Discussion

PAPVC is a rare congenital anomaly and usually clinically silent that one or more PV drain into a systemic vein such as SVC, IVC, azygos vein, IV or directly to the RA rather than the LA since the early embryonic period. The incidence of PAPVC is 0.4-0.7% in total population. 10% are left sided and in 3% there is a connection between left lung and the left brachiocephalic vein. In 80-90% of patients are presented with an ASD (85% are sinus venosus type and 10-15% are secundum type). The severity of symptoms and complications depend on the shunt flow and extent of the left-right short circuit and the presence of other cardiac or pulmonary abnormalities (5). Diagnosis is made by echocardiography, computed tomography angiography, magnetic resonance imaging or cardiac catheterization and also pulmonary angiography provides a more detailed image. In this case, the anomalous venous return was not diagnosed by TEE on the prior MVR surgery. On account of continuing complaints of dyspnea (NYHA class 2), fatigue and palpitation after exercise for 10 months we decided to repeat both transthoracic and TEE. Unfortunately no anomalous was detected except severe PH, then chest CT angiography and cardiac catheterization was performed.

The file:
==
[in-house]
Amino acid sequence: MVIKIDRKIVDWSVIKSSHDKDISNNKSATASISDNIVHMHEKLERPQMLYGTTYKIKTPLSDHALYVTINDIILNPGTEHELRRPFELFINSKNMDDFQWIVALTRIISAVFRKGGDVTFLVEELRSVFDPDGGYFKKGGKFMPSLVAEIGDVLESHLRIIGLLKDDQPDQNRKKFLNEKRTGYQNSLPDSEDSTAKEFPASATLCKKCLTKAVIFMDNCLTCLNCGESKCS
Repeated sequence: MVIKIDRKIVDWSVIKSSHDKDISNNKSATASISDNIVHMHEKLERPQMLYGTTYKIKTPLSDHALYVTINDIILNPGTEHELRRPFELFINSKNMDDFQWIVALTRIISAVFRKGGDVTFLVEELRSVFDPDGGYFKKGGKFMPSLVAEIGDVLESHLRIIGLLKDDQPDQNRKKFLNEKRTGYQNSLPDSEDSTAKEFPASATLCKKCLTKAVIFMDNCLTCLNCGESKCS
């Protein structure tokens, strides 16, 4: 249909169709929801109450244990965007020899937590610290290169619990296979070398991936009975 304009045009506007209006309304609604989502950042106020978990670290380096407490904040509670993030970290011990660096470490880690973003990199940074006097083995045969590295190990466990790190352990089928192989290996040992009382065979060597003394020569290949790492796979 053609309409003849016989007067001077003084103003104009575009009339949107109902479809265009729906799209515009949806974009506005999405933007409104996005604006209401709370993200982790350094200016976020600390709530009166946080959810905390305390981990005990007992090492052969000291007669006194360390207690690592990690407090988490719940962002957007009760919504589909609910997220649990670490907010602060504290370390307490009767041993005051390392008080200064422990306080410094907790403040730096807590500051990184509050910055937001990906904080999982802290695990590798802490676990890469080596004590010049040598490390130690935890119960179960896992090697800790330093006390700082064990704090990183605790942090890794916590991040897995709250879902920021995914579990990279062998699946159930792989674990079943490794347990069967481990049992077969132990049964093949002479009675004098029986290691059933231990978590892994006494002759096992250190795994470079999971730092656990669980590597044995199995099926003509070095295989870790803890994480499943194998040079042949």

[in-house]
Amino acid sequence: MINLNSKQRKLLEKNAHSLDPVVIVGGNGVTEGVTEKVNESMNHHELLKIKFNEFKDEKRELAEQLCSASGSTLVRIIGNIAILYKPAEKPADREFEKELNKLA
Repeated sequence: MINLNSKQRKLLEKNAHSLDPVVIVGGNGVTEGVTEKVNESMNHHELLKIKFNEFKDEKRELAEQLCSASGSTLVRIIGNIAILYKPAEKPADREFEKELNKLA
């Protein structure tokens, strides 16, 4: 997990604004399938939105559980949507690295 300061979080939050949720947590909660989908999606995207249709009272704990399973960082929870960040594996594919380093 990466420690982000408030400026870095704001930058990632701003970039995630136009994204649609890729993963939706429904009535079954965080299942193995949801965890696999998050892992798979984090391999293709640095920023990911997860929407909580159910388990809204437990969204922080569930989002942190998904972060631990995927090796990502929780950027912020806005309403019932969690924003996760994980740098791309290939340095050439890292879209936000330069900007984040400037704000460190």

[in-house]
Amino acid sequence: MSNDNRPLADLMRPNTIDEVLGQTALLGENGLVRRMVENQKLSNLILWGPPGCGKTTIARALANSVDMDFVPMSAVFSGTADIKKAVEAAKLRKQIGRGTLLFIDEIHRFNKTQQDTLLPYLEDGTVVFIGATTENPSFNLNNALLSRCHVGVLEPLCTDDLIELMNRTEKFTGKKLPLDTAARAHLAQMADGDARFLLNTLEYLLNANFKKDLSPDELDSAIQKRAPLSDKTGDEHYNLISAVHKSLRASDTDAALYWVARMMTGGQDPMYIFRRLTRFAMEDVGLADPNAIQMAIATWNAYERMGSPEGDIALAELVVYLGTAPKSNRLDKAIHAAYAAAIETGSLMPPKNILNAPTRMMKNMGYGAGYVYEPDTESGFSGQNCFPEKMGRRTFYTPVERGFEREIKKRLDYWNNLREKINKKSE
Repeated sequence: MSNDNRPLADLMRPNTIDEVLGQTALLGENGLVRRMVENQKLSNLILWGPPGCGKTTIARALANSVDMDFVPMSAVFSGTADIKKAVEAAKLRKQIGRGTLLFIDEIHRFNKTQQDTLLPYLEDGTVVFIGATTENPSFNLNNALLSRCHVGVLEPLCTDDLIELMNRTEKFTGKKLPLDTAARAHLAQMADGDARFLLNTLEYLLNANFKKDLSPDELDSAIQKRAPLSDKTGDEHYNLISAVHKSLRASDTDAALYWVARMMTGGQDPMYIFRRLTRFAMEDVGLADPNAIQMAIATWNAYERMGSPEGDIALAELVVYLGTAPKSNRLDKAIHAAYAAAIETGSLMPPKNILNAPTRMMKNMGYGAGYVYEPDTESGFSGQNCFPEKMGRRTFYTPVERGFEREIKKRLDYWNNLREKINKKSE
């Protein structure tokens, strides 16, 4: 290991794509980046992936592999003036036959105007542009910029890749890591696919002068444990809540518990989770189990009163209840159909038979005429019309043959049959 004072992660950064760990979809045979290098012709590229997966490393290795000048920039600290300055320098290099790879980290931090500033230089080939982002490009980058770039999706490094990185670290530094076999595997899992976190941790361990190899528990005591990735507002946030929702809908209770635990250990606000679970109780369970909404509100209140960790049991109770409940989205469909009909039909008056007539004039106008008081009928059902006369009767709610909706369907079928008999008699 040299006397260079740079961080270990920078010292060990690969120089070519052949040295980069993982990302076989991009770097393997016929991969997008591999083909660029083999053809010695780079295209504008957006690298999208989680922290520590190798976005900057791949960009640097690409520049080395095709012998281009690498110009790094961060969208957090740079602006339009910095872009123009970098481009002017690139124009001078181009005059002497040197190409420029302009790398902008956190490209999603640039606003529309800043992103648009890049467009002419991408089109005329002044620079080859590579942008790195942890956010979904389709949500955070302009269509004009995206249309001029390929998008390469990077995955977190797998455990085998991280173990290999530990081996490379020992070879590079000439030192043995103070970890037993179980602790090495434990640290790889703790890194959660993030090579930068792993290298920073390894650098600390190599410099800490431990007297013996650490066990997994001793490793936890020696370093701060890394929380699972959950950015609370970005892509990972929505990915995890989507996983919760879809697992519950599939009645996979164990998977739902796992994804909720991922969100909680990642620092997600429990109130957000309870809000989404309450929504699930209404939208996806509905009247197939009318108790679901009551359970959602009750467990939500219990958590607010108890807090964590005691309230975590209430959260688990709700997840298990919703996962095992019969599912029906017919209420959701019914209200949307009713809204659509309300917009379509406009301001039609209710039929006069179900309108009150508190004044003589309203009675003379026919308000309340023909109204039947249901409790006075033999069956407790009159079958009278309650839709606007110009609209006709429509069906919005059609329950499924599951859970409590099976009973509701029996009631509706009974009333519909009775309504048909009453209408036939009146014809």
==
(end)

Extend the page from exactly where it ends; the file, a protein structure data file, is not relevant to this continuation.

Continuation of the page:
In 42.8% of patients are presented with PH. Besides, some authors determined that using echocardiography may fail in diagnosing due to outflow of all PV to the LA can not be differentiated (6). PAPVC can cause hemodynamically significant right to left shunt (Qp: Qs N 1.5:1), right ventricular failure or pulmonary vascular obstructive disease therefore, this identity must be treated surgically. Surgical treatment results of PAPVC surgery are generally good (7). Timing of the surgery is essential.

In conclusion, in open hearts surgeries appropriate preoperative diagnosis is crucial for the accompanying congenital heart defects. During open heart surgery PV’s are not investigated routinely by surgeons whether there is a congenital defect or not. On account of this cardiologists should be more skeptical for overlooked congenital heart defects. On the other hand timing of cardiac surgery is essential to prevent right heart failure and improve patient’s quality of life.


Ethics

Informed Consent: We received indormed consent from the patient.

Peer-review: Internally peer-reviewed.

Authorship Contributions

Surgical and Medical Practices: S.B.D., M.K.D., Concept: S.B.D., Design: S.B.D., Data Collection or Processing: S.B.D., Analysis or Interpretation: S.B.D., Literature Search: S.B.D., Writing: S.B.D., M.K.D.

Conflict of Interest: No conflict of interest was declared by the authors.

Financial Disclosure: The authors declared that this study received no financial support.

Images